As our 2022-23 Season comes to an end, we celebrate lots of amazing things – but one very special thing to shout about is the conclusion of our Centenary Commissions. This momentous project took years to plan, and (due to the pandemic) years to complete – but these 40 unique and varied contributions to the canon have all been worth it.
The project included 20 large-scale works by some of the greatest established composers from around the world, as well as 20 shorter works by emerging artists – honouring our commitment to both new music and to the 50/50 Gender Balance. Take a look through each and every one of these performances below.
We are extremely grateful to the John Ellerman Foundation, John Feeney Charitable Trust, The JABBS Foundation and PRS For Music Foundation for their support of our new commissions.
6 July 2019
Thea Musgrave, Trumpet Concerto
Musgrave’s Trumpet Concerto was written specially for Alison Balsom, Cheltenham’s artistic director, whose sole instruction was that she loved to sing with her instrument. Also inspired by paintings of trees by Victoria Crowe, Musgrave seized on the idea of energy reaching up from the tree’s deepest roots and high into the air as a metaphor for life, a notion all the more striking for coming from a composer who, at 91, still brims with her own life force.
12 December 2019
Jörg Widmann, Das heisse Herz
Jörg Widmann’s song-cycle Das heiße Herz (2013), here in its 2018 orchestration co-commissioned by the CBSO, which focusses on affairs of the heart from a frequently youthful, even childlike perspective. Such is evident in the sing-song jejunity of the vocal writing, akin to a cantus firmus that leads a path through some diverse and often dislocated textures.
18 December 2019
Stef Conner, Stella Maris
Stef Conner wrote Stella Maris as a Christmas present for the Selly Oak-based community choir SO Vocal.
30 January 2020
Unsuk Chin, SPIRA - A Concerto for Orchestra
Every time I’ve listened to SPIRA I’m entranced by the way Chin resolves its polarised nature, managing to arrive at a point where energy and stillness, somehow, seem to be articulated simultaneously, as if they had assimilated each other into a complex tremulous quietude.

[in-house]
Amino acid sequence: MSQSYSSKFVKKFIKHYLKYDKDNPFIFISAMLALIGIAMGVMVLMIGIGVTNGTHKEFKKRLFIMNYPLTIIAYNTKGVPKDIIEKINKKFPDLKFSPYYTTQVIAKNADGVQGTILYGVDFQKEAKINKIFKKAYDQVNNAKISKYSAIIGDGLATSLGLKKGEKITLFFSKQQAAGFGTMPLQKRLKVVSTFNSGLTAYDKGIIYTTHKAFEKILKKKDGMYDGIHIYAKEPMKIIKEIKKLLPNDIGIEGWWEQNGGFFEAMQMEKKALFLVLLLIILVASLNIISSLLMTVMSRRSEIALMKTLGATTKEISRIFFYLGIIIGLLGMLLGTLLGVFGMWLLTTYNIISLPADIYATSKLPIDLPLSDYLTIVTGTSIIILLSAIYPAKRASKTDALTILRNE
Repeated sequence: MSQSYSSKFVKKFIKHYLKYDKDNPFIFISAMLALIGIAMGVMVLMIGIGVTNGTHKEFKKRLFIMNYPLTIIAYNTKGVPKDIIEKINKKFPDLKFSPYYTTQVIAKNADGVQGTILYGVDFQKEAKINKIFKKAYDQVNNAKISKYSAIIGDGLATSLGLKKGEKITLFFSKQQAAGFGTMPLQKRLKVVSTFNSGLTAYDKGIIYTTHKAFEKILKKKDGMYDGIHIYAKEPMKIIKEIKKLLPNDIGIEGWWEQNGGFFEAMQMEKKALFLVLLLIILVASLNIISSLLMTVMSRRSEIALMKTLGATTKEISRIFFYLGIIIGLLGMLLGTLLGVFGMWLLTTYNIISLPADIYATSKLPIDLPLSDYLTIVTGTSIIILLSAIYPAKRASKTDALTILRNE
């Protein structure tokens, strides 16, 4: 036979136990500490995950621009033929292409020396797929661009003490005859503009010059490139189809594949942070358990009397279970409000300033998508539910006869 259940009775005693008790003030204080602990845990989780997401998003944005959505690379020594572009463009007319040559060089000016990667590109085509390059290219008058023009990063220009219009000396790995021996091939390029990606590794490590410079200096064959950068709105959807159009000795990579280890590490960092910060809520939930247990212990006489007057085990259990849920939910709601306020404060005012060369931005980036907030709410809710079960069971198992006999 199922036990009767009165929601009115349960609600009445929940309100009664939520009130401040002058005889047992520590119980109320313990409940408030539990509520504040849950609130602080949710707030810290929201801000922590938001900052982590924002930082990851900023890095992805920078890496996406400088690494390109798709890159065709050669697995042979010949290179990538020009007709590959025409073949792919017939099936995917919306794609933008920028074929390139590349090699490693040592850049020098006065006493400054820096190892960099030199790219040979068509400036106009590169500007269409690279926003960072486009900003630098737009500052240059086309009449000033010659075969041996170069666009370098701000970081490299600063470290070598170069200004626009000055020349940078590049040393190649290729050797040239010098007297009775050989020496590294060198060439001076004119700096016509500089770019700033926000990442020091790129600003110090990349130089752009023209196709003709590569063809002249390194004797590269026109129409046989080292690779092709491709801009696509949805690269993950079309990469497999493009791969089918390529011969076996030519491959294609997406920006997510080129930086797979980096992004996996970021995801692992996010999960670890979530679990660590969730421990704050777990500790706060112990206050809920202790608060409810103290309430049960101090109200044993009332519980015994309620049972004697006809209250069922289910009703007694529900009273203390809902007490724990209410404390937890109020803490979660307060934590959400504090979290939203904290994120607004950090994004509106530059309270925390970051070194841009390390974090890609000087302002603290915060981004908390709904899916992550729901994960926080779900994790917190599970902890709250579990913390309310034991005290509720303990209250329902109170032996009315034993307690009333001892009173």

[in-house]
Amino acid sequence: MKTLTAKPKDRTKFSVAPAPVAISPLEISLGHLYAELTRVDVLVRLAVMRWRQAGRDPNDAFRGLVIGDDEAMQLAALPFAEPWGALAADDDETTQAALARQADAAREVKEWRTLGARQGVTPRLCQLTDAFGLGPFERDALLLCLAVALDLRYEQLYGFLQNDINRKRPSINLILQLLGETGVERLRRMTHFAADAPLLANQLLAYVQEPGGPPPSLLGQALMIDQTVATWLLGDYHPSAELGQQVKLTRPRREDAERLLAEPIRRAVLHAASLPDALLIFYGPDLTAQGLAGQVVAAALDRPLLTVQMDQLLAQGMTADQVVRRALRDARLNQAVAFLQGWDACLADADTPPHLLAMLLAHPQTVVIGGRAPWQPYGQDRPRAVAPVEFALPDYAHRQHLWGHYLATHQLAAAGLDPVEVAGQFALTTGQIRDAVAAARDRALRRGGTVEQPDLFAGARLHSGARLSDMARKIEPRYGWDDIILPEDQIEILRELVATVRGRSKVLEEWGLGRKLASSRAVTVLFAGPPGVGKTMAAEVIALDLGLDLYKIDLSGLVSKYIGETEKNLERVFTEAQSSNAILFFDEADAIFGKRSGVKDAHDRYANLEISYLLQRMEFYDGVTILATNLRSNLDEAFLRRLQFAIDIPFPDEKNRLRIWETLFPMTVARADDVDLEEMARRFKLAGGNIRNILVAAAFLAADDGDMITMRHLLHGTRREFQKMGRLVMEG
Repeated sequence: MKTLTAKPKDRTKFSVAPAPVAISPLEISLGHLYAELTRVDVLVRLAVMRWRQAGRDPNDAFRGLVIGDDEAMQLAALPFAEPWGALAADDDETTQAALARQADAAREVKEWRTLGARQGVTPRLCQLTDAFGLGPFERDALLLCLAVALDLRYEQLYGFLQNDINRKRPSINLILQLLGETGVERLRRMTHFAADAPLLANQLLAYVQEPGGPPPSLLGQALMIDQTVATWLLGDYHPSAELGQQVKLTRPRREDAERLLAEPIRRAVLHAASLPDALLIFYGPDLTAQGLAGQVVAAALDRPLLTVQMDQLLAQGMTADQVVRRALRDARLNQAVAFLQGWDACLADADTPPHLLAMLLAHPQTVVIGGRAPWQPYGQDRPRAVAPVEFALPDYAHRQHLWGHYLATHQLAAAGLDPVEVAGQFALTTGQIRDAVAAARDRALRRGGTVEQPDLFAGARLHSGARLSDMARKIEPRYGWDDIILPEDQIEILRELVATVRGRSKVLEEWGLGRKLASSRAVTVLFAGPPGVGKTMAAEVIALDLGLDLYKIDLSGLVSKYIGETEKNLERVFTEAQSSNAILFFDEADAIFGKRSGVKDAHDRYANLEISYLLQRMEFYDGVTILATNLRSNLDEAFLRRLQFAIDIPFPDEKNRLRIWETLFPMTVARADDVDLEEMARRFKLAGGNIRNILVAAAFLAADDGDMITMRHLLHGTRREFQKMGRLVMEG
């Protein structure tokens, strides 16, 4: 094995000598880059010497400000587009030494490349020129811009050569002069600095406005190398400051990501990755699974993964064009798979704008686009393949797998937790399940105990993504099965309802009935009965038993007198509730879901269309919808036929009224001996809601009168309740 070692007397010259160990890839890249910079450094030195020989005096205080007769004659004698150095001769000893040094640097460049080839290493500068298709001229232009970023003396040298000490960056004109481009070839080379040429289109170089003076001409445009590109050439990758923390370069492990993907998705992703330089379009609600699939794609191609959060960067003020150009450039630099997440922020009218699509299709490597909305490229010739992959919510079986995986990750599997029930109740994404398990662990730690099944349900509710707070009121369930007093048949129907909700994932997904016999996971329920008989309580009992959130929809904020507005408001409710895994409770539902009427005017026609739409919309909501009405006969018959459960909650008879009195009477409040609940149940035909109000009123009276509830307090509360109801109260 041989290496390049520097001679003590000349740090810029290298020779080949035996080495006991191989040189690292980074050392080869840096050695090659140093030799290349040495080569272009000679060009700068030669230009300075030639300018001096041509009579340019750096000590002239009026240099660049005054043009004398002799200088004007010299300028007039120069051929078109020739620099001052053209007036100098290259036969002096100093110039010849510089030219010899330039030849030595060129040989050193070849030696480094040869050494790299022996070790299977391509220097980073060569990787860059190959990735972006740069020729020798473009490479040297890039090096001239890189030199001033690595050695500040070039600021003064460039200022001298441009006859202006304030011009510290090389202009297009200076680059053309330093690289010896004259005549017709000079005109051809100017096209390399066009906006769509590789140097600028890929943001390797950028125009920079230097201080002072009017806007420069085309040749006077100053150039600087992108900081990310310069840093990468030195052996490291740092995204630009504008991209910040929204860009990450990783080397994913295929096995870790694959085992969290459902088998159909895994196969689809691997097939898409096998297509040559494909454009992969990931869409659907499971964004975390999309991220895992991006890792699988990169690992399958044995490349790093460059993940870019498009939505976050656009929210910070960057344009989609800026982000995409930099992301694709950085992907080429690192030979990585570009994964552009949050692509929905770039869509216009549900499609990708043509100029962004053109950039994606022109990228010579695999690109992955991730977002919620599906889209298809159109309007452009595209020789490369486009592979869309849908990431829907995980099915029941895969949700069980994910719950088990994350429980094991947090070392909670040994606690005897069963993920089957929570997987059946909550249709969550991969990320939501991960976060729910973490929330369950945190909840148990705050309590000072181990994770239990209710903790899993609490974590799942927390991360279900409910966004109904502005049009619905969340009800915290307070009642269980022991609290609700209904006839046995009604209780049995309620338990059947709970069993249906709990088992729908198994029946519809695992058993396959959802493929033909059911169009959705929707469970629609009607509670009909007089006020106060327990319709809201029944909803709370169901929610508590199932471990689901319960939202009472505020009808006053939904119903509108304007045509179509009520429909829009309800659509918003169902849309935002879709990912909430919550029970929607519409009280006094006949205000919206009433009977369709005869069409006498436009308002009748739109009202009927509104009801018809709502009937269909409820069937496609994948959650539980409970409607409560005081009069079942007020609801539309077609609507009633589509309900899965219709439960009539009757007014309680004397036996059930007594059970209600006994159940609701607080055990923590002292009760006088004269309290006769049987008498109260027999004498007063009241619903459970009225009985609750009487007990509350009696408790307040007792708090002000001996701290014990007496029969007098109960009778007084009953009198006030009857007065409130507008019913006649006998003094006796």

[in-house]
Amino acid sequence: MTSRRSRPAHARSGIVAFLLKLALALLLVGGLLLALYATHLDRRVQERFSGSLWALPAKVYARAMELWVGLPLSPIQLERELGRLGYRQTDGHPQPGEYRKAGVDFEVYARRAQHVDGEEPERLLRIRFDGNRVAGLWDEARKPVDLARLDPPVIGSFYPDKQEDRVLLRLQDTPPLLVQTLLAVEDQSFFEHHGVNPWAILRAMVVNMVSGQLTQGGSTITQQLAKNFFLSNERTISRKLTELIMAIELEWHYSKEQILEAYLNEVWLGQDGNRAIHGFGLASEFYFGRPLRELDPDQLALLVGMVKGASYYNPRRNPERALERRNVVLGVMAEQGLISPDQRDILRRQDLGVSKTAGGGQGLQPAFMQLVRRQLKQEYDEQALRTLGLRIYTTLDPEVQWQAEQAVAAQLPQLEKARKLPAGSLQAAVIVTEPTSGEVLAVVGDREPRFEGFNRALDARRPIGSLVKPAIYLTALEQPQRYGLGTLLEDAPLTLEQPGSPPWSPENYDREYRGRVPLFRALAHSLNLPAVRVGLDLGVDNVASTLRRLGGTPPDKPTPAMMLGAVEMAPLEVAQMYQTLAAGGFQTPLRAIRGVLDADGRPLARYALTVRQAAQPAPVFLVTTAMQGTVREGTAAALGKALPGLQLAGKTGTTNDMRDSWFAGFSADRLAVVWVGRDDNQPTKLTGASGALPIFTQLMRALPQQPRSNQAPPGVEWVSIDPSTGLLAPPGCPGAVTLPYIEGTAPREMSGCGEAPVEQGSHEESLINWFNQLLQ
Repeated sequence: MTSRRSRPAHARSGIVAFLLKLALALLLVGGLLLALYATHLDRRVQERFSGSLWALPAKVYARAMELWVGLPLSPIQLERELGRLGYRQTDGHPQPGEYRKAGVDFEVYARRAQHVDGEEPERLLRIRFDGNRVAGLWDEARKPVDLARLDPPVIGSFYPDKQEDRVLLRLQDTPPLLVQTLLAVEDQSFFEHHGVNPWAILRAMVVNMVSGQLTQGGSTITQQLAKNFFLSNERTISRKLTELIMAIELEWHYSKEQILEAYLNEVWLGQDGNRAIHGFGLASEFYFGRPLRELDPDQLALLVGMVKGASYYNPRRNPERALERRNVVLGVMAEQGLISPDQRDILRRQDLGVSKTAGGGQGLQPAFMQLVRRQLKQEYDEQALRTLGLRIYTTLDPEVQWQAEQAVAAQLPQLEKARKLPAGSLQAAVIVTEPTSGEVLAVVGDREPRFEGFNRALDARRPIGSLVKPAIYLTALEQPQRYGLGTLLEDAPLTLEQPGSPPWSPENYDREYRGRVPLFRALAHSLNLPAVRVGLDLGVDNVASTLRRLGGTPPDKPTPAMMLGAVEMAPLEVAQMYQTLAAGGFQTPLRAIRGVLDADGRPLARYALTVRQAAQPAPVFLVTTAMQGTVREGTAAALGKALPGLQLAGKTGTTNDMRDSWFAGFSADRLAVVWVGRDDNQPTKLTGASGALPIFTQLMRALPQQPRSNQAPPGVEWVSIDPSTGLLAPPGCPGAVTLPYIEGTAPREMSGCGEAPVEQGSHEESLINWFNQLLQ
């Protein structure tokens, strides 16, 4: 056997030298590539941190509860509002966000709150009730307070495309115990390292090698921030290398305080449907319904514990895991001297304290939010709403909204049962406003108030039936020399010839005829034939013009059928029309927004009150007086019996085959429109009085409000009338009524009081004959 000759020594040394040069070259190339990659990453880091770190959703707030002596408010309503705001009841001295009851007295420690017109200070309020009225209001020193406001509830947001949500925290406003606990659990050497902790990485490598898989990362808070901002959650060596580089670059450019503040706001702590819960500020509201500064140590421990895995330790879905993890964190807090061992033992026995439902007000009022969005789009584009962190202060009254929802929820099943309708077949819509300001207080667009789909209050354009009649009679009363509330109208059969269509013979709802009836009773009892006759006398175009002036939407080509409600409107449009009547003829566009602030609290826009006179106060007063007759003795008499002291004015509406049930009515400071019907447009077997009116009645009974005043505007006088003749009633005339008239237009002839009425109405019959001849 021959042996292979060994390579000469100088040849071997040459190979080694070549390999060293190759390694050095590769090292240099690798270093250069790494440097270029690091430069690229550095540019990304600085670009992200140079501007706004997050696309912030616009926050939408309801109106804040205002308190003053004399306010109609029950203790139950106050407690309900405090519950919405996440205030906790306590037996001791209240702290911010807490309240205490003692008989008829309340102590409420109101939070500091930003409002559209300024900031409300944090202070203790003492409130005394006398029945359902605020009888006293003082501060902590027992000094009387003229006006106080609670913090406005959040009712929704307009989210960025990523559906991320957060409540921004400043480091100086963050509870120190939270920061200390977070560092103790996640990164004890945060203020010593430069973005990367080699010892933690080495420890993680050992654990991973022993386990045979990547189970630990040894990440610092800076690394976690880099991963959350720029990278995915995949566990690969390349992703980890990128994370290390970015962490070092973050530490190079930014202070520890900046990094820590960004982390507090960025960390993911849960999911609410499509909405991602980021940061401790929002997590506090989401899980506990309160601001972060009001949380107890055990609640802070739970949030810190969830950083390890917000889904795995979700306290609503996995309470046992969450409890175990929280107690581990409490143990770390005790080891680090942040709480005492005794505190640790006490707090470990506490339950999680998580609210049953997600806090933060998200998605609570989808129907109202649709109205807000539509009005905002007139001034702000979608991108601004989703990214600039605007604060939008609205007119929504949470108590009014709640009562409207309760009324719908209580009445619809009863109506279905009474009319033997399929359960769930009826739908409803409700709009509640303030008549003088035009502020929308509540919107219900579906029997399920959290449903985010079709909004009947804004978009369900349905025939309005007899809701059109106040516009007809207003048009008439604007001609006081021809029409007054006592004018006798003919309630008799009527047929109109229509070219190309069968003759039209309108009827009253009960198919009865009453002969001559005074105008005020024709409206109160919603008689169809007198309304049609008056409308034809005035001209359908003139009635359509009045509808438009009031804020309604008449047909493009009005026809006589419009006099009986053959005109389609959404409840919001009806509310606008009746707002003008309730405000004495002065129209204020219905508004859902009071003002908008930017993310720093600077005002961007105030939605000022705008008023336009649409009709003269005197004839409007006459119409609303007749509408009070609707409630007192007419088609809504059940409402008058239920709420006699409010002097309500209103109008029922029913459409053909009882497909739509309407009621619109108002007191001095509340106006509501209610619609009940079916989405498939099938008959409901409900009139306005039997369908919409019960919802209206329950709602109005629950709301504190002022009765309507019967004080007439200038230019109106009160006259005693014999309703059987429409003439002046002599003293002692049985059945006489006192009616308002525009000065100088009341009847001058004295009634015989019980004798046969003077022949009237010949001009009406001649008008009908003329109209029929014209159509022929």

29 February 2020
Gary Carpenter, Ghost Songs
Gary Carpenter’s Ghost Songs, a CBSO Centenary Commission, was the perfect showcase for the CBSO’s Youth Chorus and Children’s Chorus. The six songs, based on poems by Marion Angus, Robert Louis Stevenson and the prolific Anon., explored aspects of dream, nightmare and the uncanny. This was a sparkling performance with Carpenter skilfully balancing a large orchestra with scintillating dabs of colour from the percussion and galumphing humour from the tuba. The chorus gave a whooping “be off!” to Stevenson’s ogres and had great fun with the comic Wee,Wee Man, ending with the delicate shimmer of All Souls’ Eve.
16 October 2020
Grace-Evangeline Mason, My thoughts fly in at your window
30 June 2021
Julian Anderson, Litanies
Julian Anderson won the 2023 Grawemeyer Award for Litanies.
Unscheduled drama at Symphony Hall! “Oh no,” cried Julian Anderson, sitting just in front of me, as his new cello concerto, Litanies, came to a shuddering halt minutes after it had begun. The soloist Alban Gerhardt had snapped his A-string. Anderson’s writing for the cello sounds ferocious enough for four strings, let alone three.
4 August 2021
Thomas Adès, The Exterminating Angel Symphony
this extended and ingeniously organized sequence of fragments from across the opera undeniably evokes a notable precedent in terms of its inexorable motion toward ultimate catastrophe, the animation and sheer panache of the CBSO’s playing brought about a suitably emphatic close.
30 September 2021